All parties should review the contract terms and clearly communicate the intentions with respect to ongoing work. Early and proactive communication is likely better than reactive communication in this situation.

If it’s feasible to continue the project work and all parties agree to do so, some best practices include:

  • Ensure you are in accordance with CDC guidance and requirements imposed by the local government;
  • Include descriptions on how you intend to complete the project work using remote capabilities; and
  • Update the contract with any decision to alter the agreement’s schedule, services, or compensation.

If the parties suspend or terminate the project, various contract remedies may be triggered. These remedies can include those associated with suspension, termination for cause, termination for convenience, etc. Each of the AIA agreements deal with these issues in similar, but subtly different ways, so you should review your contract with counsel to ensure that your contractual obligations are fulfilled.


Most construction contracts require the parties to obtain multiple types and levels of insurance. section A.2 of Exhibit A (“Insurance and Bonds”) to the A101®-2017, Standard Form of Agreement Between Owner and Contractor where the basis of payment is a Stipulated Sum gives the owner the option to purchase various types of insurance that may be analyzed to see if coverage exists for issues related to COVID-19. For example, the owner can purchase “Loss of Use, Business Interruption, and Delay in Completion Insurance,” (section A.2.4.1) which can reimburse an owner for “loss of use of the Owner’s property, or the inability to conduct normal operations due to a covered cause of loss.” This type of insurance can, however, exclude claims if not based upon physical property damage or can even exclude claims when based upon business interruption due to disease, epidemic, etc. The owner can also purchase “Other Insurance,” (section A.2.5.2) which might include policies designed to provide coverage in this instance.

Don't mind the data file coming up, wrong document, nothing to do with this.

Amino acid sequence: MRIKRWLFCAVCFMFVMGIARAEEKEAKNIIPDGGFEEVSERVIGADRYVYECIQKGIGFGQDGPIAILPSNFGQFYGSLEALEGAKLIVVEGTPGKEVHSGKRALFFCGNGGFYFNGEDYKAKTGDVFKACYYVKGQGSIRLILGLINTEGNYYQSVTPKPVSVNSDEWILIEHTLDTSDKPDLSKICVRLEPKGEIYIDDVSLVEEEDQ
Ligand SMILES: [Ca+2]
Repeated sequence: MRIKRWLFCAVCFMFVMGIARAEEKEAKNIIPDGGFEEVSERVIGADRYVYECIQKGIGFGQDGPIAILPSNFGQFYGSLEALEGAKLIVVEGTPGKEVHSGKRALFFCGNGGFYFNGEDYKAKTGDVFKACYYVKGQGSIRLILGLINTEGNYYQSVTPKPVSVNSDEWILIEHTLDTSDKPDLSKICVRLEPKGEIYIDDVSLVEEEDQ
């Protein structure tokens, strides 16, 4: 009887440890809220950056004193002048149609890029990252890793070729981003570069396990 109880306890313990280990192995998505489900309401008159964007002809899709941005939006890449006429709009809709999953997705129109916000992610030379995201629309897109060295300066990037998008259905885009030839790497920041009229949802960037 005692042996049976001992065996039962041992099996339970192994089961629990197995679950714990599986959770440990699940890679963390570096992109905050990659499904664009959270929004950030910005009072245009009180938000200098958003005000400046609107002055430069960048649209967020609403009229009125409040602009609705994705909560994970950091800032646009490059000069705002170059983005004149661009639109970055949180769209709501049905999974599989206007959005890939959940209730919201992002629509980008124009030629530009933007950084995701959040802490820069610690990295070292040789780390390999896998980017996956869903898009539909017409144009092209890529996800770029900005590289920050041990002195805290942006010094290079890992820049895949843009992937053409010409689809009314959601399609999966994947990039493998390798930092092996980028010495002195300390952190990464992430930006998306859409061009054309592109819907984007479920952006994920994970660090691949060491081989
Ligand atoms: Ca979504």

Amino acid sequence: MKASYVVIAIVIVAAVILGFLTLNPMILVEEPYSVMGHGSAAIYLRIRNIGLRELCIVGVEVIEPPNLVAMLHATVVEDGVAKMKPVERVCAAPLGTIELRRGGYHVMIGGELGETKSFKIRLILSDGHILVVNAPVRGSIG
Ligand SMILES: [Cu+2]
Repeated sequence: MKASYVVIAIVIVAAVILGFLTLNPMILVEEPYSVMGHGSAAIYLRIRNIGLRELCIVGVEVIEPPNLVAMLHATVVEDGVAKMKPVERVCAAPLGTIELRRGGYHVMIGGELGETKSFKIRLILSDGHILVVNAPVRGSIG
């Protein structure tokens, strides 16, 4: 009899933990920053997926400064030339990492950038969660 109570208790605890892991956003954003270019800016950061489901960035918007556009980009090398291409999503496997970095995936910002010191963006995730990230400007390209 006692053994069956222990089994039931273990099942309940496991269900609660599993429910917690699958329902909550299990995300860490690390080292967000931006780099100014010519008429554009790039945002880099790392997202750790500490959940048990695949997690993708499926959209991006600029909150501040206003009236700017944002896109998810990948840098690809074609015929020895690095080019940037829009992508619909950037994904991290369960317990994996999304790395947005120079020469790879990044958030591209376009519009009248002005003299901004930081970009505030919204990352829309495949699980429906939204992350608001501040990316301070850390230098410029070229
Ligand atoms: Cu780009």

Regardless, it may be prudent to check with an insurance advisor to see if your company or project has coverage for any business losses resulting from these events or if you have any coverage questions.


Understanding these contractual provisions and how they could apply to the circumstances of your project is key to mitigating problems that arise due to the coronavirus pandemic. The recommendation is to communicate with all the parties involved in the project to discuss potential adverse impacts collectively and determine a path forward. Of course, all decisions should be memorialized in a formal contract amendment.  One further issue to consider is delay language in contracts you are currently negotiating. Typically, delays need to be “unforeseeable” or, at a minimum, outside of the party’s control to trigger a delay claim. Now that the COVID-19 pandemic is well known, parties will have to negotiate appropriate language for future potential delay claims.


*AIA has provided this article for general informational purposes only. The information provided is not legal opinion or legal advice and does not create an attorney-client relationship of any kind. This article is also not intended to provide guidance as to how project parties should interpret their specific contracts or resolve contract disputes, as those decisions will need to be made in consultation with legal counsel, insurance counsel, and other professionals, and based upon a multitude of factors.